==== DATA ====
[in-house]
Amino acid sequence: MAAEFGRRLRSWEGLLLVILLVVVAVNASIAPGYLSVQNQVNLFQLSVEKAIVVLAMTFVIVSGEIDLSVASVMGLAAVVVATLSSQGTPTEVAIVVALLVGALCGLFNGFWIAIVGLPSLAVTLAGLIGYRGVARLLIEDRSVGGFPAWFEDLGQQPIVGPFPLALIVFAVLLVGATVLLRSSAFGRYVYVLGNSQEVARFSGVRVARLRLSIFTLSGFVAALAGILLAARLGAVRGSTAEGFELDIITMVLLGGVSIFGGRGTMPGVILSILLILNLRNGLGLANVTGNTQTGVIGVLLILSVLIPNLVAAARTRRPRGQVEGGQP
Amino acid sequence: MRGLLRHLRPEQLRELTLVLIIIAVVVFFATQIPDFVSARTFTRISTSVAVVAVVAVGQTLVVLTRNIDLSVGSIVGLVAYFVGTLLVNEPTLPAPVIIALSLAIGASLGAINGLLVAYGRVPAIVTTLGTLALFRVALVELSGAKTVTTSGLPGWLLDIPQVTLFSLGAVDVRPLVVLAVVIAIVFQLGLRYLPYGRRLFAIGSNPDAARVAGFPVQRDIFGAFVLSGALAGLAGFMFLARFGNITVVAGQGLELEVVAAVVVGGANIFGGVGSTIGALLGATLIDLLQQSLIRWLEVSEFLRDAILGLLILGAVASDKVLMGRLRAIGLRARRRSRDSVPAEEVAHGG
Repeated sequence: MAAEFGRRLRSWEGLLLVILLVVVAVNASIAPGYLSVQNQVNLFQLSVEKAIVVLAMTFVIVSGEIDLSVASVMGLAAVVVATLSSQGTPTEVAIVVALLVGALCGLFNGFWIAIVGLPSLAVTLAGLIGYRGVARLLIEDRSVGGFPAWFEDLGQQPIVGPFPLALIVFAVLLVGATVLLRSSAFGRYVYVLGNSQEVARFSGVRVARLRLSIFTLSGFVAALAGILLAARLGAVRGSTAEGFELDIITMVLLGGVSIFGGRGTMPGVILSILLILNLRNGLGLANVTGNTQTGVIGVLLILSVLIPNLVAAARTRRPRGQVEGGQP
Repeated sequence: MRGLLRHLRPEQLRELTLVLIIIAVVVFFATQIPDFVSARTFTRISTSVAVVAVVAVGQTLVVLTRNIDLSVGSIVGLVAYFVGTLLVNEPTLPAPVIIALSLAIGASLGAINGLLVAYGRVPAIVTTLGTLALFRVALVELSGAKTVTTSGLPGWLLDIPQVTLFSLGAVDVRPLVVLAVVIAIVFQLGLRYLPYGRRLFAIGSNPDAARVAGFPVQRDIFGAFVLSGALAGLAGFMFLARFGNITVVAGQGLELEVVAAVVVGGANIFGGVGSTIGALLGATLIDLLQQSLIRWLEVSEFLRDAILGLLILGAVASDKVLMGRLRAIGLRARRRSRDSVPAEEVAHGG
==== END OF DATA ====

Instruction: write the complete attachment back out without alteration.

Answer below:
[in-house]
Amino acid sequence: MAAEFGRRLRSWEGLLLVILLVVVAVNASIAPGYLSVQNQVNLFQLSVEKAIVVLAMTFVIVSGEIDLSVASVMGLAAVVVATLSSQGTPTEVAIVVALLVGALCGLFNGFWIAIVGLPSLAVTLAGLIGYRGVARLLIEDRSVGGFPAWFEDLGQQPIVGPFPLALIVFAVLLVGATVLLRSSAFGRYVYVLGNSQEVARFSGVRVARLRLSIFTLSGFVAALAGILLAARLGAVRGSTAEGFELDIITMVLLGGVSIFGGRGTMPGVILSILLILNLRNGLGLANVTGNTQTGVIGVLLILSVLIPNLVAAARTRRPRGQVEGGQP
Amino acid sequence: MRGLLRHLRPEQLRELTLVLIIIAVVVFFATQIPDFVSARTFTRISTSVAVVAVVAVGQTLVVLTRNIDLSVGSIVGLVAYFVGTLLVNEPTLPAPVIIALSLAIGASLGAINGLLVAYGRVPAIVTTLGTLALFRVALVELSGAKTVTTSGLPGWLLDIPQVTLFSLGAVDVRPLVVLAVVIAIVFQLGLRYLPYGRRLFAIGSNPDAARVAGFPVQRDIFGAFVLSGALAGLAGFMFLARFGNITVVAGQGLELEVVAAVVVGGANIFGGVGSTIGALLGATLIDLLQQSLIRWLEVSEFLRDAILGLLILGAVASDKVLMGRLRAIGLRARRRSRDSVPAEEVAHGG
Repeated sequence: MAAEFGRRLRSWEGLLLVILLVVVAVNASIAPGYLSVQNQVNLFQLSVEKAIVVLAMTFVIVSGEIDLSVASVMGLAAVVVATLSSQGTPTEVAIVVALLVGALCGLFNGFWIAIVGLPSLAVTLAGLIGYRGVARLLIEDRSVGGFPAWFEDLGQQPIVGPFPLALIVFAVLLVGATVLLRSSAFGRYVYVLGNSQEVARFSGVRVARLRLSIFTLSGFVAALAGILLAARLGAVRGSTAEGFELDIITMVLLGGVSIFGGRGTMPGVILSILLILNLRNGLGLANVTGNTQTGVIGVLLILSVLIPNLVAAARTRRPRGQVEGGQP
Repeated sequence: MRGLLRHLRPEQLRELTLVLIIIAVVVFFATQIPDFVSARTFTRISTSVAVVAVVAVGQTLVVLTRNIDLSVGSIVGLVAYFVGTLLVNEPTLPAPVIIALSLAIGASLGAINGLLVAYGRVPAIVTTLGTLALFRVALVELSGAKTVTTSGLPGWLLDIPQVTLFSLGAVDVRPLVVLAVVIAIVFQLGLRYLPYGRRLFAIGSNPDAARVAGFPVQRDIFGAFVLSGALAGLAGFMFLARFGNITVVAGQGLELEVVAAVVVGGANIFGGVGSTIGALLGATLIDLLQQSLIRWLEVSEFLRDAILGLLILGAVASDKVLMGRLRAIGLRARRRSRDSVPAEEVAHGG